Info: How to Fold an Origami Envelope

I found the following article useful as sometimes I forget bringing envelopes to my workplace where I would be needing them for some of my duties. Hence, with this handy skill, I would be just needing an a4 paper, cut it into square and start folding to come up with an alternative envelope.

Hope you will find it useful too.

Need to send a  message?


Have you ever wanted to send a letter to somebody, perhaps a small gift or hidden message? Of course, it is best to have something to put it in! To make it more personal and creative, you can make an origami envelope. Not only they are simple, but can be attractive if used correctly and the paper is decorated. You can make one by following these easy steps.

  1. Take a square piece of paper with the corner facing you. Make sure the colored side is facing down if you want a colored envelope.
  2. 2

    Fold the paper in half, from corner to corner across the square.

  3. 3

    Take the top corner of the first layer and fold it down to the bottom edge.

  4. 4

    Fold the right corner one third over to the left. (You do not have to be exact, just try to be as accurate as possible. Use your best judgment.)

  5. 5

    Take the left corner and fold it over to the other end. The bottom portion should now be square’-shaped.

  6. 6

    Fold the point of the flap over the other flap back to the left edge of the model.

  7. 7

    Fold the point of the flap up to the top corner of the flap. Unfold. This is a crease to help guide the next step.

  8. 8

    Turn the model 180 degrees. The point of view in the photo will now change.

  9. 9

    Open the folded portion of the flap.

  10. 10

    Make a squash fold on this flap. Make sure you flatten it well, as this will help secure the envelope closed.

  11. 11

    Change the position back so it is “upright.” Or turn it back 180 degrees.

  12. 12

    Side view.

    Side view.

    Fold the very top point down to the bottom edge. Or, the bottom edge of the square you formed by “squashing.”

  13. 13

    Put the top flap (the portion you just folded down) into the “pocket” that was formed by the squash fold.

  14. 14

    Flatten the model. Ensure that the model can hold itself together. // <![CDATA[
    google_max_num_ads = ‘3’;
    if (gHideAds) {
    google_max_num_ads = ‘0’;
    }

    function google_ad_request_done(google_ads) {
    var i;
    if (google_ads.length == 0) { return; }
    s = ‘

    Ads by Google
    ‘;
    for(i = 0; i < google_ads.length; ++i) {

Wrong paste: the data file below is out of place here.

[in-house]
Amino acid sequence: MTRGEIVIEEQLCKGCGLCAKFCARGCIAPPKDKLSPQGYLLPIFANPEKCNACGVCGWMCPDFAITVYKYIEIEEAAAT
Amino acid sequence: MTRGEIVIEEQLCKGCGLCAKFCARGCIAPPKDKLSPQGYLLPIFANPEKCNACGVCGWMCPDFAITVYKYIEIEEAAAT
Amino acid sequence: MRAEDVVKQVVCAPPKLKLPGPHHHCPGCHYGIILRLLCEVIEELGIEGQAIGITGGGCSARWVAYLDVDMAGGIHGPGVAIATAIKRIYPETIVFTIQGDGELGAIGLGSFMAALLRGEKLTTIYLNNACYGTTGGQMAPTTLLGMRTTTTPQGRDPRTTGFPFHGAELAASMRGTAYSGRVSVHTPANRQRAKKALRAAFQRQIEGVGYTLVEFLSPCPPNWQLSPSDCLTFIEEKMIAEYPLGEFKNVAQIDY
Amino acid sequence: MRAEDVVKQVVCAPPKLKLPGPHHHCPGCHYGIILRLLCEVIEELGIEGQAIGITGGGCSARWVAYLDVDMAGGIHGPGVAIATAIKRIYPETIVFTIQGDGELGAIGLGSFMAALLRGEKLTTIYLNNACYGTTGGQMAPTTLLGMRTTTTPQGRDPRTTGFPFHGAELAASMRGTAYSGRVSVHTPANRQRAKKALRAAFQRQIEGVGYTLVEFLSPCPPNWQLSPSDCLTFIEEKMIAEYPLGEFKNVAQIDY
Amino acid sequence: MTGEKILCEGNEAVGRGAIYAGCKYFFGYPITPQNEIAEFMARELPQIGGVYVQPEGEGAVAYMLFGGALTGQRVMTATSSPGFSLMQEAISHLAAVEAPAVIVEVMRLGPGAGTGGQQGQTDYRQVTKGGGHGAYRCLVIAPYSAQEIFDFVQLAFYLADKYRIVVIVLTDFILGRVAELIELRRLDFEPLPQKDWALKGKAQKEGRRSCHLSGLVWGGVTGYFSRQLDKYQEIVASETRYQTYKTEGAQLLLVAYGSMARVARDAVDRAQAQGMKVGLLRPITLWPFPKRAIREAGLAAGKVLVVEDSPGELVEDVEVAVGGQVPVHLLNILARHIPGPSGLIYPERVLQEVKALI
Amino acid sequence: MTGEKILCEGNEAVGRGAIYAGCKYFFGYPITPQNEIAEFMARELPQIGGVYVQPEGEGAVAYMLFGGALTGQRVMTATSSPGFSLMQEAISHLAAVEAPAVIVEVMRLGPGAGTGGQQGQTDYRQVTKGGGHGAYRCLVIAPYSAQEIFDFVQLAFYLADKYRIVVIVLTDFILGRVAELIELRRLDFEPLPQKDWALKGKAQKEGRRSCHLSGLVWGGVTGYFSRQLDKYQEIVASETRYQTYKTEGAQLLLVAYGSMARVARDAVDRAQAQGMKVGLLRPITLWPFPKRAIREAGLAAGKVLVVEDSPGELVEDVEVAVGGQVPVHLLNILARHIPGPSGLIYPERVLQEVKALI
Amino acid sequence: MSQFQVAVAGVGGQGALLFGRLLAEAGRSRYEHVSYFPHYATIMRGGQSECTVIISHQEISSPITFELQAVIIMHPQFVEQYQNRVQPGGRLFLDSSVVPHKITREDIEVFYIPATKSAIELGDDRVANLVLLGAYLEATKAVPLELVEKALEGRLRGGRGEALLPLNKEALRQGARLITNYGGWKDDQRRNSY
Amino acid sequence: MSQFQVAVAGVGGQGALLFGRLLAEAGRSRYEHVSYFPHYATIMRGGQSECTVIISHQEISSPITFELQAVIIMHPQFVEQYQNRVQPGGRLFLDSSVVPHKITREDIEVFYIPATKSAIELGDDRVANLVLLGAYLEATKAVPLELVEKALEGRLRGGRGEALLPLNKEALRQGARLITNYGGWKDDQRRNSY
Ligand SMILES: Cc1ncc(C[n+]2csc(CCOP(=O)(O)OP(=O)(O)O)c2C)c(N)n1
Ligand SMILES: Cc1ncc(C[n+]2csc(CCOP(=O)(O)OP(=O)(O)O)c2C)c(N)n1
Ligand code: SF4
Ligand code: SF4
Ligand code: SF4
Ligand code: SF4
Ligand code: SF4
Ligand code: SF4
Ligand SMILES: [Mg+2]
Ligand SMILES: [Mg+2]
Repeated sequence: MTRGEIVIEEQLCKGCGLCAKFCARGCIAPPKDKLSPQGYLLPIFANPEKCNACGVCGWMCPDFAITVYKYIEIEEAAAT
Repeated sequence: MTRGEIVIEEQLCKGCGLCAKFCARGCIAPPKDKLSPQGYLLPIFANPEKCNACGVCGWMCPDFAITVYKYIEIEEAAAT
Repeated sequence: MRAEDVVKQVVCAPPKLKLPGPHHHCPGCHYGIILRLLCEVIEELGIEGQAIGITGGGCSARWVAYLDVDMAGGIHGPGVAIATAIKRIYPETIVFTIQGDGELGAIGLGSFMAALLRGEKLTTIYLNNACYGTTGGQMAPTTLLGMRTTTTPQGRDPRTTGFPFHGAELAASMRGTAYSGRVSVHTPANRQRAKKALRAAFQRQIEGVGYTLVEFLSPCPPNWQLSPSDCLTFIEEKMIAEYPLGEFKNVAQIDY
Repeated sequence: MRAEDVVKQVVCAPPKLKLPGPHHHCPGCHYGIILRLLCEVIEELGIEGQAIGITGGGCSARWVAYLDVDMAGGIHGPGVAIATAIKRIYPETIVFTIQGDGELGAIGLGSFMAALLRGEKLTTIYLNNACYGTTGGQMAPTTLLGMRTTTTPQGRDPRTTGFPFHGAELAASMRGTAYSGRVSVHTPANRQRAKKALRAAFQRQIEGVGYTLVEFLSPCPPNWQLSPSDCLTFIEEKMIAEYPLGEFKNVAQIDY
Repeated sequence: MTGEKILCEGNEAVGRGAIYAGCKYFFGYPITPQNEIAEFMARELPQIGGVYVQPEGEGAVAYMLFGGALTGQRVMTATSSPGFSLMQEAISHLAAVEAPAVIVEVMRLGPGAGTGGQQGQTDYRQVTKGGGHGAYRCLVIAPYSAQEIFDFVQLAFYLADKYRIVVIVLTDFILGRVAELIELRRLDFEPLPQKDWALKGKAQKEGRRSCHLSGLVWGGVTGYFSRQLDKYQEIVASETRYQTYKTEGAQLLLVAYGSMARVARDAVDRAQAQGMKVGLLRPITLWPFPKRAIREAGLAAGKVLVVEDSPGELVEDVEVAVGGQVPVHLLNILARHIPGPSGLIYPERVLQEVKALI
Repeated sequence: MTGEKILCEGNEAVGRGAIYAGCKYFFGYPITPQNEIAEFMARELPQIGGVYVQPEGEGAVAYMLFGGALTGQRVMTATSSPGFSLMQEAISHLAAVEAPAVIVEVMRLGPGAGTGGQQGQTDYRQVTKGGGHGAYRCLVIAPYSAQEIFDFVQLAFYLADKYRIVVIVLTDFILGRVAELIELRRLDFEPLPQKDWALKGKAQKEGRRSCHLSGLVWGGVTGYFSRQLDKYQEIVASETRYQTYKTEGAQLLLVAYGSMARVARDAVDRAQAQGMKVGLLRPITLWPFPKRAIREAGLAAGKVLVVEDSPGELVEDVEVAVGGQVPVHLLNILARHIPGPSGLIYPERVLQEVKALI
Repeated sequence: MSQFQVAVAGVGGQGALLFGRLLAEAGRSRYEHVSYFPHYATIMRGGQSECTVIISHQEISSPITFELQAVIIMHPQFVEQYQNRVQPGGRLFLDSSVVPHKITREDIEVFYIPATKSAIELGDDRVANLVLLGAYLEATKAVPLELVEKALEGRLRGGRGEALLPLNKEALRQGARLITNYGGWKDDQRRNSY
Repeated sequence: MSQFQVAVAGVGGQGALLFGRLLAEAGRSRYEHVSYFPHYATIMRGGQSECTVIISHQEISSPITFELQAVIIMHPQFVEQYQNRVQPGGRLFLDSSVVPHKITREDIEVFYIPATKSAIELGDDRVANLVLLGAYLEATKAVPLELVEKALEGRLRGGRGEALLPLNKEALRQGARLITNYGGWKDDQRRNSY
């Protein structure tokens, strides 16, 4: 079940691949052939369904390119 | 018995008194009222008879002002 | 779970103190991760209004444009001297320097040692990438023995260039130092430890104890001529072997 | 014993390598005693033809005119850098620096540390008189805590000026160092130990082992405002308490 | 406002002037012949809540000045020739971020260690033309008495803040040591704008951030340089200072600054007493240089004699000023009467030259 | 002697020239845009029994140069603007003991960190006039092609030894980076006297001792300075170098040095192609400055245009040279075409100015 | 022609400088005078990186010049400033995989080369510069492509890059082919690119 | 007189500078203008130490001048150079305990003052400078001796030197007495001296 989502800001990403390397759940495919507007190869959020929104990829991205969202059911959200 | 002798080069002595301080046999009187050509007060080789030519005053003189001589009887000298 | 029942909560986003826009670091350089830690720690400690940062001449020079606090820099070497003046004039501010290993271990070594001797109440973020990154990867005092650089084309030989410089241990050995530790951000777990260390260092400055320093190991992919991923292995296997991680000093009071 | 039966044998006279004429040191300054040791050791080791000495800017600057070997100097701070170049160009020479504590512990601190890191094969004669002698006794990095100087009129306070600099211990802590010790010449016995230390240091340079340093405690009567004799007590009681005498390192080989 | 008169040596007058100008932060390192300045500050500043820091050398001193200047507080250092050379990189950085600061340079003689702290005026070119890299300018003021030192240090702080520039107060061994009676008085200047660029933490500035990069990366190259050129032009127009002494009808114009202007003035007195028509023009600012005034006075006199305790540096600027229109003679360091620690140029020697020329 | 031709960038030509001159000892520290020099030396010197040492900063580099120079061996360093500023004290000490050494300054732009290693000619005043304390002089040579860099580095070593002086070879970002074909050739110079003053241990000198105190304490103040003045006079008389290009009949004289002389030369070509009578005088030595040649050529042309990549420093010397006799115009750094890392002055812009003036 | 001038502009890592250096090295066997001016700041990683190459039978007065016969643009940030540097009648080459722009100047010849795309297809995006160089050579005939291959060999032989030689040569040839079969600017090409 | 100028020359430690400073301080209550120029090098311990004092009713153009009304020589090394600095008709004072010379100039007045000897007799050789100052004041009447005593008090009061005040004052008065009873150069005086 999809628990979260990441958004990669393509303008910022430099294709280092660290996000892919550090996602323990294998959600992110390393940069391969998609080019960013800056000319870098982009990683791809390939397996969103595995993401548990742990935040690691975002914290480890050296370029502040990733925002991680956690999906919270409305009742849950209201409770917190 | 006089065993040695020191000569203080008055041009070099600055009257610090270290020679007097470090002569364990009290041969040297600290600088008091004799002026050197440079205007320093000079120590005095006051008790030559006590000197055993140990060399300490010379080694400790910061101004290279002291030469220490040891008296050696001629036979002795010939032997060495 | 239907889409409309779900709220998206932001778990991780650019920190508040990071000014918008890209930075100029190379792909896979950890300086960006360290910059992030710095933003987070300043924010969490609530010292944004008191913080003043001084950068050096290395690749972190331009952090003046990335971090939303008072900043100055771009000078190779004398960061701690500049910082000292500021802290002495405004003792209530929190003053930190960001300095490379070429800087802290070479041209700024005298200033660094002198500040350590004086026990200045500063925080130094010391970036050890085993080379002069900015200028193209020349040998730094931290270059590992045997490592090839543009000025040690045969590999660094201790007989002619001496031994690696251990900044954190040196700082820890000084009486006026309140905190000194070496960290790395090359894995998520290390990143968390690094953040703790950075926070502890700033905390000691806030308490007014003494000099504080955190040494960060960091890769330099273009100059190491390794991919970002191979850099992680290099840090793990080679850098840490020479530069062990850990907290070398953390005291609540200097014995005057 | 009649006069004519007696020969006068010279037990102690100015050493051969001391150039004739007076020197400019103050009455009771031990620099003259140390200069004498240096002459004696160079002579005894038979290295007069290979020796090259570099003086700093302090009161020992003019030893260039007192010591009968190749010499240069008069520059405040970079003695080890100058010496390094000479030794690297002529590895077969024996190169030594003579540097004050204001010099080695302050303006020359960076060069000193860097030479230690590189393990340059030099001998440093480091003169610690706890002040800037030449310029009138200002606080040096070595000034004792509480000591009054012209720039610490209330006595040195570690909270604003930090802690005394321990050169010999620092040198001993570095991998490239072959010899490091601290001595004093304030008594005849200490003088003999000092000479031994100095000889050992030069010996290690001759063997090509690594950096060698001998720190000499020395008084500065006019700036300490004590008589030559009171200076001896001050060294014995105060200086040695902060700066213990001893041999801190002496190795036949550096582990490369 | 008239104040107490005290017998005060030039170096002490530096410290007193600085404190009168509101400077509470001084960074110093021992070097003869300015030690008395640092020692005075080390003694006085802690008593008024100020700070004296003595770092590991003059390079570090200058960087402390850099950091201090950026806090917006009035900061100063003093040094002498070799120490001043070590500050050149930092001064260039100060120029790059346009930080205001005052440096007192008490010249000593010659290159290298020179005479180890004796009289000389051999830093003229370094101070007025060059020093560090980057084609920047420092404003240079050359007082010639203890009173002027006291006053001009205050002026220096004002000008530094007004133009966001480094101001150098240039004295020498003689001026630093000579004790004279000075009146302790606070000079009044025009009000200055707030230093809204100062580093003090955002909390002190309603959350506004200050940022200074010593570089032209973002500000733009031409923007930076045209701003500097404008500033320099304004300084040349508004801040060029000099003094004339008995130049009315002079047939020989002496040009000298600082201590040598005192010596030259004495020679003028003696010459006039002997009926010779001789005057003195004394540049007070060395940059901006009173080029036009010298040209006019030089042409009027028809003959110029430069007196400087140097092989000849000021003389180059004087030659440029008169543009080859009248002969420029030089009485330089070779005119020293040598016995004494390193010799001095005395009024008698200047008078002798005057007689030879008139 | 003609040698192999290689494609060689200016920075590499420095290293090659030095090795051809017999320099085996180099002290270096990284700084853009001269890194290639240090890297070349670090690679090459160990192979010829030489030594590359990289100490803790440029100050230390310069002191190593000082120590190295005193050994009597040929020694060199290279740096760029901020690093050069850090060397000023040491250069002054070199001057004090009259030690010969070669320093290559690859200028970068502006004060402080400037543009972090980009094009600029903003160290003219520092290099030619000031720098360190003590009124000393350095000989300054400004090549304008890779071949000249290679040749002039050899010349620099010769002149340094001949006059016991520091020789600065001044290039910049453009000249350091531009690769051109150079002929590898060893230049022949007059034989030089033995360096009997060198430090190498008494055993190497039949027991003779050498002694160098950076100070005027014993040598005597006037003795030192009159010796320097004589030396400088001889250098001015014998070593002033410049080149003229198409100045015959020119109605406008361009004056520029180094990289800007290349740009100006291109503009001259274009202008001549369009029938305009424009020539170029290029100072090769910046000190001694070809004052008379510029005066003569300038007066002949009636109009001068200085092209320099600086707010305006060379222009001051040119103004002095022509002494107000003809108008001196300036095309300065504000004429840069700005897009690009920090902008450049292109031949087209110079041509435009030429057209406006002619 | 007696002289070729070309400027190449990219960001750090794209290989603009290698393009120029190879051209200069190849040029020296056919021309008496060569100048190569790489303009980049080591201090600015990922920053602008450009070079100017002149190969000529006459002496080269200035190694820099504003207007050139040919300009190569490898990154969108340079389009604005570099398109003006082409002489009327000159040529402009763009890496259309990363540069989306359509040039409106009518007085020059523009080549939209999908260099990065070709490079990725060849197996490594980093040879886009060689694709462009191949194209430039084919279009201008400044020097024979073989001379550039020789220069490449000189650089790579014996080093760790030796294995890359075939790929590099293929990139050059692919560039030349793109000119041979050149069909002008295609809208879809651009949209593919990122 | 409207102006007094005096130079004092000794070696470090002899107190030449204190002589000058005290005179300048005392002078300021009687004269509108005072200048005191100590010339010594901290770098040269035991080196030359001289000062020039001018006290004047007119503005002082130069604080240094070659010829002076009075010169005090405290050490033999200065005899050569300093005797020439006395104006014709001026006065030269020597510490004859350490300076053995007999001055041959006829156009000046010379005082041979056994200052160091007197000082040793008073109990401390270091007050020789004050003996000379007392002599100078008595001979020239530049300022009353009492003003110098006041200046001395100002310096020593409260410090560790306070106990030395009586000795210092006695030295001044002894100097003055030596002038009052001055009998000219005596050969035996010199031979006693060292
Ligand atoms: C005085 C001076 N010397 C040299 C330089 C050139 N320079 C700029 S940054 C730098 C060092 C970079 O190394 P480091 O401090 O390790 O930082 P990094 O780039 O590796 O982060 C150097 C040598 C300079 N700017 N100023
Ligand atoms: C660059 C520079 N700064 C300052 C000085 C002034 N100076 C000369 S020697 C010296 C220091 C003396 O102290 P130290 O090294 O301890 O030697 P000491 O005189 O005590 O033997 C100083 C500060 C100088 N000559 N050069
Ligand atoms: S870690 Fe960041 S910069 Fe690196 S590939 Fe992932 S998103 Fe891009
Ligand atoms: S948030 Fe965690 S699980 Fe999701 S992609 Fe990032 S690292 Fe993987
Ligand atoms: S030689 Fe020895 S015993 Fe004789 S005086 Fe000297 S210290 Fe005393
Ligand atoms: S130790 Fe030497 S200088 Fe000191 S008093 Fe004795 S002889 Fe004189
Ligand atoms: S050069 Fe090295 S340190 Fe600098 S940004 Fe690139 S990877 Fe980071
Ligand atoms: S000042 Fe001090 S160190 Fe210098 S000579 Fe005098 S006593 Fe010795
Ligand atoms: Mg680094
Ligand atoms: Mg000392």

s += ‘

    ‘+ ‘


    + google_ads[i].line1 + ‘


    + google_ads[i].line2 + ‘ ‘ + google_ads[i].line3 + ‘
    ‘ +
    ‘ + google_ads[i].visible_url + ‘

    ‘;

    }
    s += ”

    “;
    document.write(s);
    return;
    }

    google_ad_channel = ‘4065666674+7733764704+1640266093+9503394424+4989269770+8388126455+8941458308+0674921071+7122150828’ + gchans;
    google_ad_client = “pub-9543332082073187”;
    google_ad_output = ‘js’;
    google_ad_type = ‘text’;
    google_feedback = ‘on’;
    google_ad_region = “test”;
    google_ad_format = “250x250_as”;

    //
    ]]> //

http://www.wikihow.com/Fold-an-Origami-Envelope

teps

  1. 1

    Take a square piece of paper with the corner facing you. Make sure the colored side is facing down if you want a colored envelope. // <![CDATA[
    google_max_num_ads = ‘3’;
    if (gHideAds) {
    google_max_num_ads = ‘0’;
    }
    var gchans = “”;
    var showFirst = false;
    var r = Math.random();
    if (r <= 0.35 || true) {
    showFirst = true;
    } else {
    google_max_num_ads = ‘0’;
    gchans += “+8405066039”;
    }

    var showC = false;
    r = Math.random();
    if (r <= 0.2) {
    gchans += “+0442322634”;
    showC = true;
    } else {
    gchans += “+8294455408″;
    }

    var xchannels = ”;

    if (showFirst) {
    if (r < 0.33 || true) {
    xchannels = ‘+5286865803’;
    gchans += “+4744756494”;
    google_max_num_ads = ‘1’;
    } else if (r < 0.67) {
    xchannels = ‘+8008106505’;
    google_max_num_ads = ‘2’;
    gchans += “+3633611750”;
    } else {
    xchannels = ‘+1957698046’;
    google_max_num_ads = ‘3’;
    gchans += “+5077198257”;
    }
    }

    function google_ad_request_done(google_ads) {
    var i;
    if (google_ads.length == 0) { return; }